What Causes Heartburn at Night & How to Prevent the Problem of Nighttime Heartburn?

The nighttime heartburn problem has until now affected a lot of people, who often suffer from acid reflux and heartburn problems. Heartburn indicates an uncomfortable feeling associated with warmth or burning in one’s chest. This problem takes place in humans because of the movement of stomach acid in the upward direction to reach to the esophagus.

What Causes Heartburn at Night?

What Causes Heartburn at Night?

Heartburn normally begins at about 30 minutes to 60 minutes after a person has his/her meal. It may take place at any time during the day or night. However, the pain or the problem becomes worse when individuals lay down on a bed, recliner or a sofa.

Straining to go to washroom or bending over may cause the problem of heartburn further worse. During the nighttime, human body fails to produce saliva, which decreases the movement of peristalsis or esophagus.

Occasional nighttime heartburn is common among adults. Especially, pregnant women frequently deal with heartburn symptoms.

Most of the foodstuffs irritate directly the lining present in the esophagus and may contribute to the problem of heartburn. These include:

  • Citrus juices and fruits
  • Spicy food items in the form of raw onions, garlic and black pepper
  • Tomato sauces or tomatoes
  • Red wine and other forms of alcohol
  • Chocolate and caffeinated beverages, such as tea and coffee
  • Carbonated drinks, such as Cola
  • Pepper mints.

Few of these foods may even result in stomach acid production and the reduction in the LES pressure causing the problem of heartburn.

  1. Exercises Triggering Nighttime Heartburn

    Specific types of physical exercises may cause the problem of heartburn at night. Specific body positions or postures involving sit-ups or bending over may increase pressure on one’s abdomen and thrusts the stomach acids back in the oesophagus. This makes you to get burning feelings. In addition, sometimes, leg lifts affect one’s abdominal muscles and aggravate symptoms related to heartburn, particularly during nighttime.

    Along with this, activities related to headstands and specific moves in Yoga may reverse the natural digestion flow and activates the problem of heartburn, while aerobics and jogging, along with similar other types of jarring exercises may slosh the contents present upwards and around the stomach in case you deal with the problem of weak LES.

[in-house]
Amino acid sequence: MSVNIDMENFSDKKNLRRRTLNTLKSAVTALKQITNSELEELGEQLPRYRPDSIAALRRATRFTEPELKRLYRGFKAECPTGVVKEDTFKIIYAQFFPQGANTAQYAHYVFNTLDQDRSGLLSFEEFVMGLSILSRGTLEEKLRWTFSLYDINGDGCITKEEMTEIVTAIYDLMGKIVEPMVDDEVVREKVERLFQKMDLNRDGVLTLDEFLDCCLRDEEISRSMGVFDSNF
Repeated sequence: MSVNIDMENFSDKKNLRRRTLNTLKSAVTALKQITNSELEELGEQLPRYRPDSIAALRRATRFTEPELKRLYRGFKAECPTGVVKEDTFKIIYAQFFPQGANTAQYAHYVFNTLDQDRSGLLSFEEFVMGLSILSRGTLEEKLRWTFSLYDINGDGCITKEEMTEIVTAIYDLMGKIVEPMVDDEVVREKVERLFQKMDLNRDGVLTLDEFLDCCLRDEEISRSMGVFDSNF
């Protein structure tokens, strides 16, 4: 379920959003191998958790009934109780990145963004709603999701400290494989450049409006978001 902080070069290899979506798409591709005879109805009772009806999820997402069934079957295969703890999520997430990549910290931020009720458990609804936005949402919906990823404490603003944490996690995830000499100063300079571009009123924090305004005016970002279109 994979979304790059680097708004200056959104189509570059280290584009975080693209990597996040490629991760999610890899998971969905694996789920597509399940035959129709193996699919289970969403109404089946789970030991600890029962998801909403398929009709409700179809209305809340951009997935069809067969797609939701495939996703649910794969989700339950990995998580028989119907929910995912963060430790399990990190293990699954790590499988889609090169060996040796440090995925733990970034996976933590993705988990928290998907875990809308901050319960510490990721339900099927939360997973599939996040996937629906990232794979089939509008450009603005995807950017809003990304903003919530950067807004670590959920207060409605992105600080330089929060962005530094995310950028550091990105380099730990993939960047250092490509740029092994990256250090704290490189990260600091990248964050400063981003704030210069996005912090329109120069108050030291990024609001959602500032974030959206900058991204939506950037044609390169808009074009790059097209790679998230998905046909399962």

2. Medicines That Can Cause Heartburn Problems

    Most of the medicines may activate or make the problem of heartburn worse. These include, painkillers or non-steroidal anti-inflammatory drugs, including ibuprofen and aspirin may result in relaxation of LES and thereby, heartburn and irritation in the stomach lines.

How to Prevent the Problem of Nighttime Heartburn?

  1. Consumption of Meals on Right Time

    In order to avoid heartburn after having meals during nighttime, you should:

    • Never overeat; instead, you should go for 5 to 6 small meals daily and avoid many large meals.
    • Never consume food before going to the bed. In this case, you should allow 3 to 4 hours for digestion of your food prior to lying on your bed.
    • You should always keep in your mind that lying down directly after dinner leads to difficulty with digestion and causes heartburn problems.
  2. Exercise on Right Time

    Individuals should strictly avoid doing physical exercises on their full stomach. Doing this may create pressure on one’s abdomen and thereby, results in heartburn problem.

    Individuals should essentially wait for a minimum of 3 hours after consuming food before they go to start any physical exercise.

    You should intake water in sufficient amount before and at the time of doing exercises, while simultaneously, should avoid high-carbonated types of sports drinks, as it increases the chances of your heartburn problem.

Pramod Kerkar, M.D., FFARCSI, DA
Pramod Kerkar, M.D., FFARCSI, DA
Written, Edited or Reviewed By: Pramod Kerkar, M.D., FFARCSI, DA Pain Assist Inc. This article does not provide medical advice. See disclaimer
Last Modified On:April 4, 2018

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